Michelle Sauder is the North American senior marketing manager for food & specialty packaging at Dow.


Q: What types of materials have you seen an increased demand for in recent years?

A: We’ve seen increased demand for resins, adhesives, compatibilizers and coatings that can create a mono-material polyethylene (PE) structure to increase recyclability. 

In North America, the only current collection system for flexible films is the store drop-off program that only accepts clean, all-PE films. Initially, we’ve seen a lot of dry food packaging convert to all-PE structures that can be processed in the store drop-off stream.

Dow offers several unique technologies that can make “hard to recycle” plastics recyclable through the store drop-off stream. For example, PE-EVOH barrier structures are historically hard to recycle, but Dow’s RETAIN Polymer Modifiers modify these formulations to make them acceptable in the store drop-off PE flexible film recycling stream.


Q: What do you see as the driving force behind the selection of these materials?

A: Brand owners have set aggressive sustainability goals for the next three to five years to make 100% of their packaging reusable or recyclable. This is driving the entire value chain to develop the right technologies and processes to increase recyclability while maintaining performance.

Sustainability is the driving force behind all we do at Dow, and we’ve made similar recyclability commitments, including our target to close the loop by 2035 by enabling 100% of Dow products sold into packaging applications to be reusable or recyclable.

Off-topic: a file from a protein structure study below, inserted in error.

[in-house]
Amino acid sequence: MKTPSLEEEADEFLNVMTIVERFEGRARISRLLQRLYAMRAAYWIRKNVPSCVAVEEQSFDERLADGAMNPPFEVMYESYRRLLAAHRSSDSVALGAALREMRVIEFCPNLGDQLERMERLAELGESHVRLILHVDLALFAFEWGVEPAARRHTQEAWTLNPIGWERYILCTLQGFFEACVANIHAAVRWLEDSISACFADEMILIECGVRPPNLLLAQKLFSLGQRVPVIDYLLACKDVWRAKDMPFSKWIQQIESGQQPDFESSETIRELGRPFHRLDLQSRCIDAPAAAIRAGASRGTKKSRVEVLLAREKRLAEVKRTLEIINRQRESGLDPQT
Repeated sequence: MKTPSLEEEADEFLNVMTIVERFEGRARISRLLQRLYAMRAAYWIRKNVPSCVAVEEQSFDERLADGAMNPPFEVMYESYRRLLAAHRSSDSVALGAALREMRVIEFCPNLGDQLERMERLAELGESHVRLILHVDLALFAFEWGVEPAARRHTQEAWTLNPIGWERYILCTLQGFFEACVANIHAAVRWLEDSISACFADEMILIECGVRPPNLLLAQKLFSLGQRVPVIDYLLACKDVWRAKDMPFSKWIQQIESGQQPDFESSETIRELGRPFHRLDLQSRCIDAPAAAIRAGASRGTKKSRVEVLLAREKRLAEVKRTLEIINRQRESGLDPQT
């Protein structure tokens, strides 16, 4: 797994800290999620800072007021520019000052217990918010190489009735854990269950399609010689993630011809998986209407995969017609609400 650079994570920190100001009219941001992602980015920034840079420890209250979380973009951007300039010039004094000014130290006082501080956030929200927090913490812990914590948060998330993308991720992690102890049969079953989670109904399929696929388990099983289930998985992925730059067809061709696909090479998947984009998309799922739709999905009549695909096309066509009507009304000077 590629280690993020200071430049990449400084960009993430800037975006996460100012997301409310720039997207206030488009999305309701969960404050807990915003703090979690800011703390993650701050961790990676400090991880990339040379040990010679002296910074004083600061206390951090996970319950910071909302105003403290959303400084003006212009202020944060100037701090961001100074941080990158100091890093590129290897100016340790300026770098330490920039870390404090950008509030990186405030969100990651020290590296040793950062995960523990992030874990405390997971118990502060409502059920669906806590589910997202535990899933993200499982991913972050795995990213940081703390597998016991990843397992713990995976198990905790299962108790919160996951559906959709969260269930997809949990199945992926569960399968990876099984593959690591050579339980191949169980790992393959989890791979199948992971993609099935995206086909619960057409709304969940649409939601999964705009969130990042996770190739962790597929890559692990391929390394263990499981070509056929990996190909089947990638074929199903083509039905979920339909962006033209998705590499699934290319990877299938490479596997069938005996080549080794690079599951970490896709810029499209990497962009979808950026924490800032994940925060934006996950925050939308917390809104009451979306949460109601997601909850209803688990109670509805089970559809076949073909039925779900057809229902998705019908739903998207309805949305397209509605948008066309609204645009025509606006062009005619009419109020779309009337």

We’re at a critical part of ongoing, collaborative efforts across the industry and alongside our customers, governments, NGOs and others to work together to identify and invest in new technologies to meet the demand for recyclable flexible film applications and to ultimately eliminate plastic waste.


Q: How has Dow had to adapt to this increased demand?

A: Sustainability isn’t new for Dow — we’ve been working for years on the right solutions to enable the move to more sustainable and recyclable all-PE structures. Now, more of our customers are asking us to help them find the right tools to address brand owner sustainability demands. 

We’re expanding our Pack Studios capabilities to additional film extrusion with a new 9-layer line, and packaging converting equipment with a new stand-up pouch (SUP) line to help us test and validate new technologies alongside value chain partners. We also use our Pack Studios collaboration centers to support our customers with trials to expedite and simplify the shift to recyclable all-PE structures. This gives us the capacity and flexibility to quickly pivot to meet demand shifts and support our customers.

We have also increased our emphasis on designing for recyclability by making sure we have the right technologies to meet market demands. We provide recycle-ready technology on the front end, and — through partnerships and research we support — generate new uses for recycled plastics to create value.